BRUSSELS — To avoid energy shortages that would stall economic growth and leave households cold in the winter as Russia weaponizes its gas exports, European countries should immediately start rationing use of the fuel, the European Commission said on Wednesday, and cut their use 15 percent until next spring.
If the bloc’s 27 member countries agree to adopt the plan and the new legislation that goes with it, it would solidify the sense that Europe’s economy is on war footing because of Russia’s invasion of Ukraine. The proposal would grant the Commission, the bloc’s executive arm, powers to force member nations to follow a strict plan of energy consumption cuts as of this summer.
“Months before the war broke out, Russia kept gas supply intentionally as low as possible despite the high gas prices,” the Commission president, Ursula von der Leyen, told the news media on Wednesday.
“Russia is blackmailing us. Russia is using energy as a weapon,” she said.
Public opinion is split over whether supporting Ukraine is worth the sacrifice, with some people saying they are ready to take a bigger hit to keep up resistance to Russia and others saying the war would hurt them more than they are willing to accept.
Europeans, especially those living in the bloc’s wealthiest regions in the north and west, are among the world’s richest people on average, and are not accustomed to hardships like keeping houses cold in the winter.
Still, European fatigue with the war may be overstated. A poll in Germany last week found that only 22 percent wanted their government to curb support to Ukraine to bring down energy prices; 70 percent of respondents said they wanted the German government to continue strongly backing Ukraine despite the economic fallout.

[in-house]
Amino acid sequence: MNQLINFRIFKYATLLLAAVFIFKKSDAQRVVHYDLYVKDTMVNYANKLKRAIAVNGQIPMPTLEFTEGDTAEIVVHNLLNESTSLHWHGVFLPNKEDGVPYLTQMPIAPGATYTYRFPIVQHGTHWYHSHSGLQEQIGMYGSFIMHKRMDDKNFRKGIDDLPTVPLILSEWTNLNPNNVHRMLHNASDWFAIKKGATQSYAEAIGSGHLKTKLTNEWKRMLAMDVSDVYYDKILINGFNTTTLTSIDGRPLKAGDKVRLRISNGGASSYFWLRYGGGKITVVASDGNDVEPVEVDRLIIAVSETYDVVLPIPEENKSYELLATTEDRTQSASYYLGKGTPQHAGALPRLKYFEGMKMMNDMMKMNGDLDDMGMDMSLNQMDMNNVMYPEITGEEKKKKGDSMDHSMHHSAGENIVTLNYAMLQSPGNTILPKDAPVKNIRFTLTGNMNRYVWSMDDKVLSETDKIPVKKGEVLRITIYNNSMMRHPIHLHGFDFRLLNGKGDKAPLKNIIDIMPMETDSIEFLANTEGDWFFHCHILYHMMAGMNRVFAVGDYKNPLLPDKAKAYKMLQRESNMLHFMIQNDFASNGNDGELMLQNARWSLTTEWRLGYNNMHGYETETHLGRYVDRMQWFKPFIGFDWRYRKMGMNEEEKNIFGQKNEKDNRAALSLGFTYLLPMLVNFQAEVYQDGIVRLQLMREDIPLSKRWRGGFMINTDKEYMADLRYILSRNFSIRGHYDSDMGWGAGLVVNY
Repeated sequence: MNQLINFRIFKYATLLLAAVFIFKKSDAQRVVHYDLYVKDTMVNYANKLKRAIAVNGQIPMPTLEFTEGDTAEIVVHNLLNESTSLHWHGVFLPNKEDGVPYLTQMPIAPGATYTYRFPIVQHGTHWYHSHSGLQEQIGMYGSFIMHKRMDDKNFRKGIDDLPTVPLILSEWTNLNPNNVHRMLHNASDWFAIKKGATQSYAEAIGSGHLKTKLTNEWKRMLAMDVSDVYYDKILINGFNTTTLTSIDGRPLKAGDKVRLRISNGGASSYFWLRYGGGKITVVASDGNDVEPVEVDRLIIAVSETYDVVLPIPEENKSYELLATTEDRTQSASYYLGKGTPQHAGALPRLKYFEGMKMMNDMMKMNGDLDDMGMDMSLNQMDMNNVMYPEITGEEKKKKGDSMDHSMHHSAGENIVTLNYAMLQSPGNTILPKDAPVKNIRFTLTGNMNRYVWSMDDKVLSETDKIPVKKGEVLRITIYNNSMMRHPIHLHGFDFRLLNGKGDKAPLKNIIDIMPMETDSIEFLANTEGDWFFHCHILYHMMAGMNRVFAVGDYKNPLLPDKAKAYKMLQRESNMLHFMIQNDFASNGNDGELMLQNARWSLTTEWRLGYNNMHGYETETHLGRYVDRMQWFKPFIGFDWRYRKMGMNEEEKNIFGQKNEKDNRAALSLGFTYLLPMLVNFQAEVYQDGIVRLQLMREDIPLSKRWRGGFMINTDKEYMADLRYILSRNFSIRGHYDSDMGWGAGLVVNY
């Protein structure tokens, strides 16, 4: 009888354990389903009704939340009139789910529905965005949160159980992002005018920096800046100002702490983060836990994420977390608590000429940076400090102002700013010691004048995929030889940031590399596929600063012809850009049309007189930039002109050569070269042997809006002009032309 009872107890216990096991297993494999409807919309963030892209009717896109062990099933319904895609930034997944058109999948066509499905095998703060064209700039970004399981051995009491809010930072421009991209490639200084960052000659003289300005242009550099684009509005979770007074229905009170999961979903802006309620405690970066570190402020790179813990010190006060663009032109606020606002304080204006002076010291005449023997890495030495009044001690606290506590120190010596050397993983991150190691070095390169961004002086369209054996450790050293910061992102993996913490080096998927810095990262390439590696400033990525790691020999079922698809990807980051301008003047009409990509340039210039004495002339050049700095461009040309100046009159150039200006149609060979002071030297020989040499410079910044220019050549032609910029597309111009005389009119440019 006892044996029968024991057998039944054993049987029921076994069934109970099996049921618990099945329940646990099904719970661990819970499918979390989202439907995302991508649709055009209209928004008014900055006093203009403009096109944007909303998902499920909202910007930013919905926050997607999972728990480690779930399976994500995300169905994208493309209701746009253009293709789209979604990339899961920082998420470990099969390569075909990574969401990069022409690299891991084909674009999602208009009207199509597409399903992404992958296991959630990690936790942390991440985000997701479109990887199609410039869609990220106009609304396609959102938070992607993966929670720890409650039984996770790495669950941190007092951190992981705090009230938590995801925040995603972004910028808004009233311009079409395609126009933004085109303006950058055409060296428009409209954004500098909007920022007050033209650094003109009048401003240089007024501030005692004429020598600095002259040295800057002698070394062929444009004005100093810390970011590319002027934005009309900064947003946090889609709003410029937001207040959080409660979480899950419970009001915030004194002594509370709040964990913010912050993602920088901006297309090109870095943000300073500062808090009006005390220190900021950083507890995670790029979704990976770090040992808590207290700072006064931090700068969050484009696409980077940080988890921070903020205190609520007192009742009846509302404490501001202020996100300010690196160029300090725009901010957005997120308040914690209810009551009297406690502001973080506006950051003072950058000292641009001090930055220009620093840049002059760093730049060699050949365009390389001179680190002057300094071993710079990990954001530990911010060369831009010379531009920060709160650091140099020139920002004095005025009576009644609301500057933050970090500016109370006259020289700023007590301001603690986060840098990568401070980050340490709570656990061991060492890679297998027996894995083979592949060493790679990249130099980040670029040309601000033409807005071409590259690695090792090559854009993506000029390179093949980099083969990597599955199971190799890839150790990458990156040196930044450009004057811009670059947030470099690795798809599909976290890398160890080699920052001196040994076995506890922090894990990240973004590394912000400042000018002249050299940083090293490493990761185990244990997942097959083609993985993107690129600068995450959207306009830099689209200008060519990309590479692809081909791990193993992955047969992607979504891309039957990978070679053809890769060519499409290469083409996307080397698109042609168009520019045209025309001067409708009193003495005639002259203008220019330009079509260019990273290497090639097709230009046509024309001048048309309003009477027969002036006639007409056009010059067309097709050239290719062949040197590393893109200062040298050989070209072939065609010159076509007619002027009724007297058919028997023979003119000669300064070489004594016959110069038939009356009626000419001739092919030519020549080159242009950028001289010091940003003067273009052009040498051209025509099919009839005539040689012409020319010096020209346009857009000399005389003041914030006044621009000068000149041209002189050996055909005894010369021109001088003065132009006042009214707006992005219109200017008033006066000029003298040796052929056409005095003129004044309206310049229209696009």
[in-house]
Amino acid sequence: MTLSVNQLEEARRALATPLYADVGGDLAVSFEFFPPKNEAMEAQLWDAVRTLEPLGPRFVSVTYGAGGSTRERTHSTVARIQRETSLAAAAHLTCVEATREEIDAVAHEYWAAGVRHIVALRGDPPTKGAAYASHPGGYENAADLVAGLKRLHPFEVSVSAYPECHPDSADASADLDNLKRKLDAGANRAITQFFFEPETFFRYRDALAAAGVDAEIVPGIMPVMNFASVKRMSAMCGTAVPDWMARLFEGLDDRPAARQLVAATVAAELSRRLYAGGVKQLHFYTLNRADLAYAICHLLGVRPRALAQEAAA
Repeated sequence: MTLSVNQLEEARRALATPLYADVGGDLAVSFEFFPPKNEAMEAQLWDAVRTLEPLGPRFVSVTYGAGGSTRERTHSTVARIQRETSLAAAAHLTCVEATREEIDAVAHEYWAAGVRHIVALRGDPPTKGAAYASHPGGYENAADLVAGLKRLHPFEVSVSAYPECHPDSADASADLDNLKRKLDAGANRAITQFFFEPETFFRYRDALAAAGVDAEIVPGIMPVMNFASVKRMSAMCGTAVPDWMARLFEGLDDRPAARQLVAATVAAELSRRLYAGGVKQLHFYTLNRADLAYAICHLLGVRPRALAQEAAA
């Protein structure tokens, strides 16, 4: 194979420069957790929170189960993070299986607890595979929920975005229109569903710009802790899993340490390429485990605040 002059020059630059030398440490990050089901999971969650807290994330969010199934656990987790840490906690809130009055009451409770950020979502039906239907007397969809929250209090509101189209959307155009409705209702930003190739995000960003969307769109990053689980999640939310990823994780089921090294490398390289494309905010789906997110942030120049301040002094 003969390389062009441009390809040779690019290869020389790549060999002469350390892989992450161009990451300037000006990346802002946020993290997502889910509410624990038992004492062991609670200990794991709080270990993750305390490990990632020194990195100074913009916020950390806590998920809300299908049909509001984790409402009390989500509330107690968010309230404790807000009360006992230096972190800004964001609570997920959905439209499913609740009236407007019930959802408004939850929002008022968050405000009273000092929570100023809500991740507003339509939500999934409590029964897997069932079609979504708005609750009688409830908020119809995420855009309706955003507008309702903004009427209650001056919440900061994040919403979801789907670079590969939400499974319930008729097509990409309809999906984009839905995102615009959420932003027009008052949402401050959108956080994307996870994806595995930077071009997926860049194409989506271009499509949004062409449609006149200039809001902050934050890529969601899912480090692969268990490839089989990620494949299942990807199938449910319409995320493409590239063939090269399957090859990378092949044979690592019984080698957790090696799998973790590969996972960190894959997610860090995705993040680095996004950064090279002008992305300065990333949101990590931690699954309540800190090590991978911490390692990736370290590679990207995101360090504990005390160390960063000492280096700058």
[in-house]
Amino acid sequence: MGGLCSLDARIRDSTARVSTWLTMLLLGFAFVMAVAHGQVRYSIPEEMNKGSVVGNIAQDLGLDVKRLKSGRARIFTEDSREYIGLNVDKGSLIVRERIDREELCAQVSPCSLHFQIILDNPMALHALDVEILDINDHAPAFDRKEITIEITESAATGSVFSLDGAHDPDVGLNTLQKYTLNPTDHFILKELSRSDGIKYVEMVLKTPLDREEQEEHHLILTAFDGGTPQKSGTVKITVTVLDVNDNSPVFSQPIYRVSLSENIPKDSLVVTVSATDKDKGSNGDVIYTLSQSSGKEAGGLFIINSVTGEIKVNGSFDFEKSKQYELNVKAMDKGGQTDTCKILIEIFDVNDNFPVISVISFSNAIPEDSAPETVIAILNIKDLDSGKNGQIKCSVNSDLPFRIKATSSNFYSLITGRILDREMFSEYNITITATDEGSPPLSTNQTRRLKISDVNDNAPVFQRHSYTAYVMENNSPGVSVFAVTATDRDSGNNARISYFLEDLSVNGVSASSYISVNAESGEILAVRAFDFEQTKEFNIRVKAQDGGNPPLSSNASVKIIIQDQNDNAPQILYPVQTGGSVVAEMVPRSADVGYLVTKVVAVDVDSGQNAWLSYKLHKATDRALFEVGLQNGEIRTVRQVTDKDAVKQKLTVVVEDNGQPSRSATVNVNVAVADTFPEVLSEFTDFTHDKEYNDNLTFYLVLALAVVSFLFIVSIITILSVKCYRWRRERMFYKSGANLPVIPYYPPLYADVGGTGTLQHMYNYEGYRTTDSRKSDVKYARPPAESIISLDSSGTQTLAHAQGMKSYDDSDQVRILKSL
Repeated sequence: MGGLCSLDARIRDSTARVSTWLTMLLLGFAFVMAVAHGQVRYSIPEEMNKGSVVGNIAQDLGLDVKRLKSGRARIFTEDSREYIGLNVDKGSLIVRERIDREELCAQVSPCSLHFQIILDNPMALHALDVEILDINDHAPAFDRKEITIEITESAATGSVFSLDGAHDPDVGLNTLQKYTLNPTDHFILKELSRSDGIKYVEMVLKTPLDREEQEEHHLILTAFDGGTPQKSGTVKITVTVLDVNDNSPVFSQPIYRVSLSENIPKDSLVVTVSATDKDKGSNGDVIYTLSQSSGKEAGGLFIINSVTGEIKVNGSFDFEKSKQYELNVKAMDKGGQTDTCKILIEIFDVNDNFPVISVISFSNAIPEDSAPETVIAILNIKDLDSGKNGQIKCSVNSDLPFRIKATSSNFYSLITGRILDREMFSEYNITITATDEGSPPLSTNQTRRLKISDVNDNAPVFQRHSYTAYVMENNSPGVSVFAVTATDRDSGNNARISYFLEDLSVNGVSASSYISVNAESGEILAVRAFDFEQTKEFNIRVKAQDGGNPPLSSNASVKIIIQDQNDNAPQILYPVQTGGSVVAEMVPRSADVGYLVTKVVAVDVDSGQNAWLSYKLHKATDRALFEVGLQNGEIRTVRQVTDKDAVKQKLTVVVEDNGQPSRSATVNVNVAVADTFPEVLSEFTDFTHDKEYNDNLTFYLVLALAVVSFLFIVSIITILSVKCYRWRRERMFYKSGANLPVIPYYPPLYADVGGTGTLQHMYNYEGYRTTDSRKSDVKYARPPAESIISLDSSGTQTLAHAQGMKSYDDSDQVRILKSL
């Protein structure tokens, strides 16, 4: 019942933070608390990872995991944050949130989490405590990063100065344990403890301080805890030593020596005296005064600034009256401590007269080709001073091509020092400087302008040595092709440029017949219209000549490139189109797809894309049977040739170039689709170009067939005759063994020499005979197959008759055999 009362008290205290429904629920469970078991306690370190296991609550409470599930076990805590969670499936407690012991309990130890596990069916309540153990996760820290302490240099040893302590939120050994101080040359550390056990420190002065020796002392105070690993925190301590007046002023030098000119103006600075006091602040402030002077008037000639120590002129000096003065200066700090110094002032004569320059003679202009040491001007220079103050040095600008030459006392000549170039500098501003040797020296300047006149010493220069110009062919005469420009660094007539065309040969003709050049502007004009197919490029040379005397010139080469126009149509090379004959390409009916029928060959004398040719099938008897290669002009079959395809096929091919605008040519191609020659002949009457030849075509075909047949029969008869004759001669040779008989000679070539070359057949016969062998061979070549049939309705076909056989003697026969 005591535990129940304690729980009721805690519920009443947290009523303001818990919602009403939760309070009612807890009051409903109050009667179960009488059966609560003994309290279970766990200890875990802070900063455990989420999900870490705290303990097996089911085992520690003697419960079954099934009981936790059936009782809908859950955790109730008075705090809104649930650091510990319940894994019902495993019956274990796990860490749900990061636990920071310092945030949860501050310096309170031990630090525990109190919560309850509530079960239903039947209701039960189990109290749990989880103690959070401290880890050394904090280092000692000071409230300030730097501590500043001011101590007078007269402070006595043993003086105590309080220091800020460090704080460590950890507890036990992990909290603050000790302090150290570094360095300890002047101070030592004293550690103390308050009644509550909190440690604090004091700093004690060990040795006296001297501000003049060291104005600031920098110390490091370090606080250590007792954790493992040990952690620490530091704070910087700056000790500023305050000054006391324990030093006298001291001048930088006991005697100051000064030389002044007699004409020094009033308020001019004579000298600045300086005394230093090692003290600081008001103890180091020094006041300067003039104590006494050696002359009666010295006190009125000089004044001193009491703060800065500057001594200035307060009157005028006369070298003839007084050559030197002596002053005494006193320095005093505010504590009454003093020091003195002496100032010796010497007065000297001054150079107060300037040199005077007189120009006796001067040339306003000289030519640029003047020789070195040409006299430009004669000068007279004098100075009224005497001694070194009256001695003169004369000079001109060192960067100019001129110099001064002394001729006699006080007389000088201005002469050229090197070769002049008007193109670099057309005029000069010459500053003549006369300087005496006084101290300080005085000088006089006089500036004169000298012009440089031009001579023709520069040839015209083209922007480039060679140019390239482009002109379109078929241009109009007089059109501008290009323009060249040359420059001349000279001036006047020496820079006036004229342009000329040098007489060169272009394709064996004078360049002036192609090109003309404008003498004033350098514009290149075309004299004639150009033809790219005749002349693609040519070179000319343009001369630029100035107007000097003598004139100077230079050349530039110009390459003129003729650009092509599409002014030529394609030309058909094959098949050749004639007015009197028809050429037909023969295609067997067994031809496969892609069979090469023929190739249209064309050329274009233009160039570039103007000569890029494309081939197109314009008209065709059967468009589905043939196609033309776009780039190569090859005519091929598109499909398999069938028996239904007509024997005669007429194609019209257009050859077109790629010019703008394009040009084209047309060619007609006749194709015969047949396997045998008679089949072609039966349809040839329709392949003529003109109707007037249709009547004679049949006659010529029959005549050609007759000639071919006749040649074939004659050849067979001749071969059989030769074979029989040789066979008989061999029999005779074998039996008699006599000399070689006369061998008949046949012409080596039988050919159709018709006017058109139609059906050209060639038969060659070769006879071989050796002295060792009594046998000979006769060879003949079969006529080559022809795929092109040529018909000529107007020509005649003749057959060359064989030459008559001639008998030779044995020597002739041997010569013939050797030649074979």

The European Commission needs the backing of national governments to forge ahead with the plan, and the bloc’s energy ministers are set to meet in Brussels on Tuesday to debate and refine the measures.
“I know this is a big ask for the whole of the EUropean Union but it’s necessary to protect us,” Ms. von der Leyen said.
With Russia having slashed or completely cut gas supply to a dozen E.U. countries already, and the looming threat that it will not fully reconnect a key pipeline on Thursday that has been offline for maintenance, the bloc’s alternatives are scarce. President Vladimir V. Putin of Russia suggested late Tuesday that natural gas would resume flowing to Europe through the pipeline, but warned that supplies may be severely curtailed.
The Commission said that gas deliveries to Europe had been volatile and that gas storage facilities, which are normally almost full at this point in the year in anticipation of winter, were not sufficiently stocked to deal with the disruptions.
“We have to prepare for a potential full disruption of Russian gas and this is a likely scenario,” Ms. von der Leyen said.
Experts say that, along with E.U. efforts to line up new suppliers, cutting demand for gas is the only way to survive relatively unscathed this winter.
Simone Tagliapietra, an expert at the Bruegel think tank in Brussels, said that the European Commission plan “goes in the right direction,” but he warned that a lot hinges on clear and honest communication between governments and Europeans.
“This requires serious and straightforward communication to the public,” he said. Governments must ask people to consume less and should have the courage to tell their citizens that Europe is in the midst of what possibly represents the greatest energy crisis in its history.”